Nuclear Forward Scattering


Polarization Aspects


The time dependence for the forward scattered intensity can have a complicated form if many nuclear transitions are involved. In order to reduce the number of free parameters in the experiment it is convenient to use the intrinsic polarization of the SR to select transition lines with a certain polarization:

Only oscillators with their axis parallel to
the vector
b = kg × e can be stimulated.
(e denotes the polarization of the incident beam kg)


In case of 57Fe (l=1) there are three types of oscillators:
Dm = 0 a linear magnetic
dipole oscillator
along
the quantization axis
Dm = +1 a right hand
about
Dm = - 1 a left hand
circular oscillator

Example: Pure electric quadrupole interaction

For simplicity let us consider a single crystal with pure electric hyperfine interactions. The excited state is split into two levels and the ground-state remains degenerated. This leads to two transitions R1 and R2 from the excited to the ground state
(
DE(R1) < DE(R2) for Vzz > 0 ):

R1 | 3/2, ± 1/2ñ ® | 3/2, ± 1/2ñ Dm = 0
| 3/2, ± 1/2ñ ® | 3/2, ± 1/2ñ Dm = ±1
R2 | 3/2, ± 1/2ñ ® | 3/2, ± 1/2ñ Dm = ±1 .

From conventional Mössbauer spectroscopy we know that for single crystals the intensity ratio of the two transition lines is depending on the angle between the quantization axis (Vzz of the EFG in this case) and the direction of the incident radiation. The two extreme cases lead to a ratio of

  • R1:R2=1:3 for kg || Vzz and
  • R1:R2=5:3 for kg ^ Vzz.

Figure 4: The figure compares nuclear time response and nuclear absorption for different polarizations of the incident radiation and for three scattering geometries.

  • Column (a) shows the time response (NFS) after exciting the nuclei in the sample with a short synchrotron radiation pulse (linearly polarized in the plane of the synchrotron).
  • Column (b) shows the corresponding spectra in the energy domain assuming a source which is polarized in the same way as the synchrotron radiation.
  • Column (c) shows the corresponding energy spectra assuming an unpolarized source as it is typically the case for conventional MS.

The scattering geometries of row (1), (2) and (3) are sketched on the left side. Vzz, the main axis of the electric field gradient (EFG) represents the quantization axis of the system. The weight of the nuclear transitions is indicated in the spectra.


In case of NFS (column (a)) additionally the polarization has to be taken into account: The synchrotron radiation incident on the sample is linearly polarized in the plane of the electron orbit in the storage ring. Due to the radiation characteristics of the relevant multipole radiation only certain transitions can be excited for certain geometries.

  • In the geometries (1) and (2) with for b ^ Vzz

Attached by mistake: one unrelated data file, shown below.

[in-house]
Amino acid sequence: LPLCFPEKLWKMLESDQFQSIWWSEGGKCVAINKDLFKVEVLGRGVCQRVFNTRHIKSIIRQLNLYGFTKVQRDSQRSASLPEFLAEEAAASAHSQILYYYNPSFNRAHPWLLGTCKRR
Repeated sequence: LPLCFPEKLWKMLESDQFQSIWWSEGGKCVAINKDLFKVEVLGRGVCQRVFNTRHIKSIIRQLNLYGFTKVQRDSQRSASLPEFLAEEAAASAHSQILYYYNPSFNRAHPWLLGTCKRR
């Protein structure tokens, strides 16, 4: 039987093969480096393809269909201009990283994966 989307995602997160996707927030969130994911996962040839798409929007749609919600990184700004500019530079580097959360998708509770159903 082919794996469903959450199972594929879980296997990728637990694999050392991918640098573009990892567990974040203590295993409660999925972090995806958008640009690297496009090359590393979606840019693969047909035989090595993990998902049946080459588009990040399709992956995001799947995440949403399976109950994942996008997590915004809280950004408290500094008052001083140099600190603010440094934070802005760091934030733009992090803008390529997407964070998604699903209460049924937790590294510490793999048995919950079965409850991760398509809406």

both transitions (
    Dm = ±1) take place and lead to
    a quantum beat structure in the time response,
    whereas
  • in the geometry (3) with b || Vzz
    only
    Dm = 0 can be excited and
    no quantum beats are observed.

In all other cases the polarization of the incoming beam has to be decomposed into parts perpendicular and parallel to the projection of the quantization axis to a plane normal to the incoming beam and for each part the scattering has to be regarded separately.


Example: Magnetic dipole interaction

The following figure shows the intensity of an a-iron foil [Hyp.Int. 97/98(1996)589] for different scattering geometries:

  • The top part of the figure shows an unmagnetized a-iron foil which leads to a beating originating from all six allowed transitions.
  • The bottom left part shows the interference pattern of the four linearly polarized Dm=±1 transitions which were selected by magnetizing the sample in the direction of the polarization of the beam.
  • Finally, in the bottom right part only the two Dm = 0 transitions were excited due to the magnetization of the foil being perpendicular to the direction and the polarization of the incident beam.

Nuclear forward scattering by a 5mm thick a-iron foil, 80% enriched in 57Fe. The applied field was 0.2 Tesla, the direction relative to the incident beam is indicated in the figure [Hyp.Int. 97/98(1996)589].

The resulting beat pattern (bottom right) is much less complicated
than the two others. It consists out of quantum beats with
  • only one frequency and
  • a pronounced dynamical beat.

From the minimum of the dynamical beat at 85 ns the effective thickness of each of the two symmetric lines can be estimated to teff /line=25. This result is in perfect agreement with the 5mm thick a-iron foil which was used for the measurement: the weight of one Dm=0 transition in this geometry is a fraction of [ 4/(3+4+1+1+4+3)]=[ 1/4] of the sum of all (theoretically possible) transitions. The effective thickness of the whole sample is then 4·25 = 100 which corresponds to the 5mm thick foil.


Based on the PhD thesis
of Alessandro Barla, Herdecke 2001
and Hanne Grünsteudel, Lübeck 1998

Last modified 12/06/02 02:02 PM by Ernst Schreier